The City of Falling Angels

The City of Falling Angels

A Venice Story

Large Print - 2005
Average Rating:
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Random House, Inc.
It was seven years ago that Midnight in the Garden of Good and Evil achieved a record-breaking four-year run on the New York Times bestseller list. John Berendt's inimitable brand of nonfiction brought the dark mystique of Savannah so startlingly to life for millions of people that tourism to Savannah increased by 46%. It is Berendt and only Berendt who can capture Venice--a city of masks, a city of riddles, where the narrow, meandering passageways form a giant maze, confounding all who have not grown up wandering into its depths. Venice, a city steeped in a thousand years of history, art and architecture, teeters in precarious balance between endurance and decay. Its architectural treasures crumble--foundations shift, marble ornaments fall--even as efforts to preserve them are underway.

THE CITY OF FALLING ANGELS opens on the evening of January 29, 1996, when a dramatic fire destroys the historic Fenice opera house. The loss of the Fenice, where five of Verdi's operas premiered, is a catastrophe for Venetians. Arriving in Venice three days after the fire, Berendt becomes a kind of detective--inquiring into the nature of life in this remarkable museum-city-- while gradually revealing the truth about the fire. In the course of his investigations, Berendt introduces us to a rich cast of characters: a prominent Venetian poet whose shocking 'suicide' prompts his skeptical friends to pursue a murder suspect on their own; the First Family of American expatriates who lose possession of the family palace after four generations of ownership; an organization of high-society, party-going Americans who raise money to preserve the art and architecture of Venice, while quarreling in public among themselves, questioning each other's motives and drawing startled Venetians into the fray; a contemporary Venetian surrealist painter and outrageous provocateur; the master glassblower of Venice; and numerous others--stool-pigeons, scapegoats, hustlers, sleepwalkers, believers in Martians, the Plant Man, the Rat Man, and Henry James.

Berendt tells a tale full of atmosphere and surprise as the stories build, one after the other, ultimately coming together to reveal a world as finely drawn as a still-life painting. The fire and its aftermath serve as a leitmotif that runs throughout, adding to the elements of chaos, corruption and crime, and contributing to the ever-mounting suspense of this brilliant audiobook.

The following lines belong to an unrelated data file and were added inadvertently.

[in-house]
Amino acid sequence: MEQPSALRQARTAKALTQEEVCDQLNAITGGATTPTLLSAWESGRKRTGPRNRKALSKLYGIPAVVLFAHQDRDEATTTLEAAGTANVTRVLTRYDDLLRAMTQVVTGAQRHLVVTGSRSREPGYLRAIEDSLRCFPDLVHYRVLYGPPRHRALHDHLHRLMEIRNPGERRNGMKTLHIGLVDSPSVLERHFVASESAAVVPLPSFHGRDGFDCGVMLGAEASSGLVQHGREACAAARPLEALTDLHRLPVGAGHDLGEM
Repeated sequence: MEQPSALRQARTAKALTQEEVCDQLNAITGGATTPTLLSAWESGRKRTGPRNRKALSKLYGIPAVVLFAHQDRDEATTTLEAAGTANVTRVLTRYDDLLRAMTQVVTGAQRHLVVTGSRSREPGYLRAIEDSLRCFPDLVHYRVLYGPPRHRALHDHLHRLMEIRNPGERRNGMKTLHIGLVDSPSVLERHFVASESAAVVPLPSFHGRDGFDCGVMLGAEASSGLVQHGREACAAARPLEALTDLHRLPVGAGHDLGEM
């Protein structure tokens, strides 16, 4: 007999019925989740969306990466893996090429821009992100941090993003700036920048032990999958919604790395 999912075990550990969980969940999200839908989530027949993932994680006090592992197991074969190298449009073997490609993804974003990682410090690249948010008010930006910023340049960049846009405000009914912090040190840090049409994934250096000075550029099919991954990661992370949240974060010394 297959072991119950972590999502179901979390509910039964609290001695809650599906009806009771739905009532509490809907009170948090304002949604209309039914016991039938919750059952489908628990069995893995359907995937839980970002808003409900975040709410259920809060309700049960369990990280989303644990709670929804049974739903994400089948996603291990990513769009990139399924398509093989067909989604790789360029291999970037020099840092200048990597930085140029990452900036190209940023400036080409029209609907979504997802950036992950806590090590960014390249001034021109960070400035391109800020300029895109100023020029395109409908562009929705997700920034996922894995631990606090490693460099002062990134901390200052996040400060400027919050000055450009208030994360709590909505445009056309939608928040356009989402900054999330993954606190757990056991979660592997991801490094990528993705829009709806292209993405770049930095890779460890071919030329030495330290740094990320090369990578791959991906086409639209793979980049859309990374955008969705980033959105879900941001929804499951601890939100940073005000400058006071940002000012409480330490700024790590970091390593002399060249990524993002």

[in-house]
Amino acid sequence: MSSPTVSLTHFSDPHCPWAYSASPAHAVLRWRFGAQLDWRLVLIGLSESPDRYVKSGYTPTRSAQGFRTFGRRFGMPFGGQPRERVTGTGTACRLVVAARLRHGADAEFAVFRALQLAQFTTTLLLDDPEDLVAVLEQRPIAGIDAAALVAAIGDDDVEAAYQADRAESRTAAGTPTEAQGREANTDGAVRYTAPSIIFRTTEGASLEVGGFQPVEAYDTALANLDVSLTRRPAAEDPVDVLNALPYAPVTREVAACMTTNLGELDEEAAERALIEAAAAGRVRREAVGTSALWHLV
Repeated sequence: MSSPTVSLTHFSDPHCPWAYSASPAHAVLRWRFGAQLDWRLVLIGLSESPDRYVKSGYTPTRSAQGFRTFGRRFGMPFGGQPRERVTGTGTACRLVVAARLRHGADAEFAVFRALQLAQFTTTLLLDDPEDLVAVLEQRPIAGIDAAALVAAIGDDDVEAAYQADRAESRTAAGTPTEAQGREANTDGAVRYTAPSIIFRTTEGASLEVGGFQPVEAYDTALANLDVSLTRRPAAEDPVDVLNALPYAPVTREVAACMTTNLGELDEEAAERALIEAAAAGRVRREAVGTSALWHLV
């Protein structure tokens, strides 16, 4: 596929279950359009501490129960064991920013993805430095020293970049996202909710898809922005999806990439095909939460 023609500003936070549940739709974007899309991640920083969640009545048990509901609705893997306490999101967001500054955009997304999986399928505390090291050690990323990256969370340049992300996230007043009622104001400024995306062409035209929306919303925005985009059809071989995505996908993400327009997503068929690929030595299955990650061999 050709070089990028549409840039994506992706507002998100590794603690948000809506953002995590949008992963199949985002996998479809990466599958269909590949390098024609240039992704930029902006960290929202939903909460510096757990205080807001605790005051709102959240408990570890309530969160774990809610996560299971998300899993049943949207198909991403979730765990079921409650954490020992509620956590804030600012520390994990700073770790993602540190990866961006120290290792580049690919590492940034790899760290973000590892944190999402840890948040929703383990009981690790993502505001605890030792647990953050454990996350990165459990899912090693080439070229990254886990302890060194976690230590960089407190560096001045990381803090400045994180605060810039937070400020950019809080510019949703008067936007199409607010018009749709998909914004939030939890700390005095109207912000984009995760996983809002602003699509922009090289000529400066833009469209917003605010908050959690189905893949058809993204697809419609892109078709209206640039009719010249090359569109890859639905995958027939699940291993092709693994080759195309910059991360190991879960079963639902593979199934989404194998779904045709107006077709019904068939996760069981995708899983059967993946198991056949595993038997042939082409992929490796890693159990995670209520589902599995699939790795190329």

Bonus feature includes an exclusive interview with the author!


From the Compact Disc edition.

Baker & Taylor
Traces the aftermath of the 1996 Venice opera house fire, an event that devastated Venetian society and was investigated by the author, who through interviews with local figures learned about the region's rich cultural history.

Baker
& Taylor

Traces the aftermath of the 1996 Venice opera house fire, an event that devastated Venetian society and was investigated by the author, who through interviews with such locals as a suicidal poet, a surrealist painter, and a master glassblower learned about the region's rich cultural history. By the author of Midnight in the Garden of Good and Evil. (Travel)

Publisher: New York : Random House Large Print, c2005
Edition: 1st lg. print ed
ISBN: 9780375435386
0375435387
Branch Call Number: 945.31 BER
L 945.31 BER
Characteristics: 569 p. (large print) : maps ; 24 cm
Additional Contributors: Graham, Holter

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c
CMLibrary_gjd_0
Dec 28, 2015

If you think the people of Savannah are strange; wait until you read about Venice. Enjoyable read, just like his debut.

w
wmstrach
Jul 14, 2014

I loved reading about Venice through Berendt's eyes and his amazing contacts - I am a big fan of Donna Leon and her Venice though was a bit disturbed to learn that in fact murder is uncommon in Venice - but Leon manages to make all her accounts convincing and her world is enhanced by what Berendt reveals in this beautifully written and quite gripping narrative of his experiences there.

d
DorisWaggoner
May 25, 2014

Berendt says the timing of this visit to Venice was coincidental--he'd wanted to spend a few weeks there in the off-season getting to know the city, and its residents, without "the crush of other tourists." But he arrives 3 days after the disastrous fire that destroys the Fenice Opera House. This last opera house in the city, a showplace of interest to Venetians who inherit their season tickets, not tourists, sets off a drama that claims Berendt. I'm not an opera buff, and have never been to Venice, but he had me hooked. Somehow he got entree into the highest levels of Venetian society, officaldom, and the investigation. Corruption was everywhere, including the American volunteer groups working on Venetian restoration. Not all mysteries get solved, including why some interesting side topics are included in the book. I was left admiring Donna Leon's Venice mysteries even more, as Berendt's view of the city dovetails with hers. Oh--spoiler, but it took eight years and three contractors before the gala reopening of the Fenice.

austinmurphy Feb 01, 2012

To me, Venetians seem incredibly insular and self-obsessed. Spending an article with people like that would be fine, but a whole book was a bit much. This is no knock on Berendt's writing, just the subject itself.

r
readmore2
Jan 09, 2011

Excellent read especially if you love Venice and architecture! By the author of Midnight in the Garden of Good and Evil

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